ISRAEL: "Haradat Nashim" – How The Exclusion of Women Is Tearing Israel Apart

Monday, February 6, 2012
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The past few months have seen a growth of public discord in Israel, but this time, the issue at hand has nothing to do with territory or terrorism. Instead, there has been a heated clash between secular and ultra-Orthodox Israelis over the treatment of women within the country.

Since the establishment of Israel in 1948, ultra-Orthodox Jews, known as the Haredi, have grown steadily, despite the belief of Israel's founding prime minister, David Ben Gurion, that the extremely conservative, traditional group would eventually die out. Instead, the Haredi are growing at a rate faster than any other group in Israel, have joined government coalitions, and continue to live on government subsidies and exemptions for housing and children.

Had the Haredi continued their lives of Torah study, keeping mostly to themselves in their own, self-created neighborhoods, perhaps there wouldn't be an issue in the country today. However, as their numbers increase, they have become much more vocal about their stringent beliefs, attempting to push them on the rest of the country. Secular Israelis are becoming disgruntled over the fact that due to their growing population and expanding political power, the Haredi have begun attempting to enforce their strict rules related to modesty and “appropriate” behavior.

In the last few months alone, a handful of controversies have occurred across the country, causing the Haredi to lash out, and the secular population of Israel to protest what they see as a growing mistreatment of women.

The Haredi have long held on to their rigid beliefs surrounding women and modesty, and are comfortable challenging anyone who defies these beliefs. Advertisers will no longer put up ads that include women in Haredi neighborhoods after vandals continued to black out women's faces on posters. Women are routinely segregated to the back of public buses in Haredi neighborhoods, and recently, a female soldier was attacked for refusing to move to the women's section of a bus.

The most talked about incident is that of an eight-year-old girl who was spit on by adult Haredi men on her way to school. Naama Margolese was harassed while walking to her Orthodox school. She was wearing her school uniform, consisting of a high-necked, long-sleeved shirt, and long skirt. However, this wasn't modest enough for the ultra-Orthodox men who spat on her, taunted her, and called her a prostitute and a whore, because according to them, what Naama was wearing did not adhere to their higher standards of modesty.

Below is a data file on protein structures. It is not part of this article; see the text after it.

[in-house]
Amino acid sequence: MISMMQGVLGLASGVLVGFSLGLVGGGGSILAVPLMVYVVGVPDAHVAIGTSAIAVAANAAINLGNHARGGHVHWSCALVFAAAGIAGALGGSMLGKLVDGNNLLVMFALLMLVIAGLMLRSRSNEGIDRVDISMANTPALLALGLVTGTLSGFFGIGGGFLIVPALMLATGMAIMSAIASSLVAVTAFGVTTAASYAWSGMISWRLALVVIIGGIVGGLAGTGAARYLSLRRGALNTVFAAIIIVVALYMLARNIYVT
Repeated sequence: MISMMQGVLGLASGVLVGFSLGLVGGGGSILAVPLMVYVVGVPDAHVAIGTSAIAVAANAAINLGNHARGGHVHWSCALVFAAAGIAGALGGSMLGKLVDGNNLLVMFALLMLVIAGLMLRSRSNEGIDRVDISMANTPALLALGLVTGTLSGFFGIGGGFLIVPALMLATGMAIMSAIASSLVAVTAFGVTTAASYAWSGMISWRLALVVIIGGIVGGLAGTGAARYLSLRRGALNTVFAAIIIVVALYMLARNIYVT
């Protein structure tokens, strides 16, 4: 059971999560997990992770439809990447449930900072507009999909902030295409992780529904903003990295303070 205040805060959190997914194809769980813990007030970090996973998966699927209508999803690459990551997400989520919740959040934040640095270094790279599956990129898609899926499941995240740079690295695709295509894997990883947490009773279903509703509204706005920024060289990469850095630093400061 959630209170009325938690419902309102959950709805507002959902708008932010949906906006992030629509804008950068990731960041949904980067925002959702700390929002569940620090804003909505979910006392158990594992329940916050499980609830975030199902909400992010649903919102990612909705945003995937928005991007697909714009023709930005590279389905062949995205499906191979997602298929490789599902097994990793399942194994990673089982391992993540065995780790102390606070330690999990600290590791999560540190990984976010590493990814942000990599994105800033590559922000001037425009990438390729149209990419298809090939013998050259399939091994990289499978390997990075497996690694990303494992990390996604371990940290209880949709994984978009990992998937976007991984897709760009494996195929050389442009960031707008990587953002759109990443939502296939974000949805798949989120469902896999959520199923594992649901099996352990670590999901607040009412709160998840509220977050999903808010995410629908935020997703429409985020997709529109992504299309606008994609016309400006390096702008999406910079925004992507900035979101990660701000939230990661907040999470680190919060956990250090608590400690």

Naama's story quickly became global news, as people struggled to understand just how an eight-year-old girl could come under such ugly attack. The assault on Naama not only escalated the tension between the Orthodox and ultra-Orthodox in her Beit Shemesh neighborhood (just outside of Jerusalem), but further increased the divide between religious and secular Israelis.

This past month, a conference on women's health barred women from speaking publicly, prompting eight of the participants to pull out. Sadly, this wasn't the first time Haredi influence prevented women from participating in a public event. A few months back, Dr. Channa Maayan received a prize from the Israeli Health Ministry for a book she wrote, but she was forbidden from actually going up on stage to accept it, instead having to send a male proxy up to receive it. All of these events continue to internally tear at a country that needs as much solidarity as it can to survive.

While current Prime Minister Benjamin Netanyahu has spoken out against the far-reaching hand of the Haredi, many feel that he is simply trying to placate secular Israelis, while not actually doing anything substantial about the escalating situation since he relies on Haredi support within the goverment. Israeli newspaper, Haaretz, seems to echo the feeling of many Israeli citizens when it claims that Netanyahu is losing the fight against the ultra-Orthodox.

With the Haredi unwilling to back down, and the opposition from the secular community only growing stronger, tensions continue to grow over this issue of “haradat nashim” – the exclusion of women. Religious tension is on the rise, and the fear of what it will produce is palpable. When police stepped in to remove illegal gender segregating signs in Beit Shemesh, ultra-Orthodox protesters responded by pelting them with rocks and setting trash cans on fire.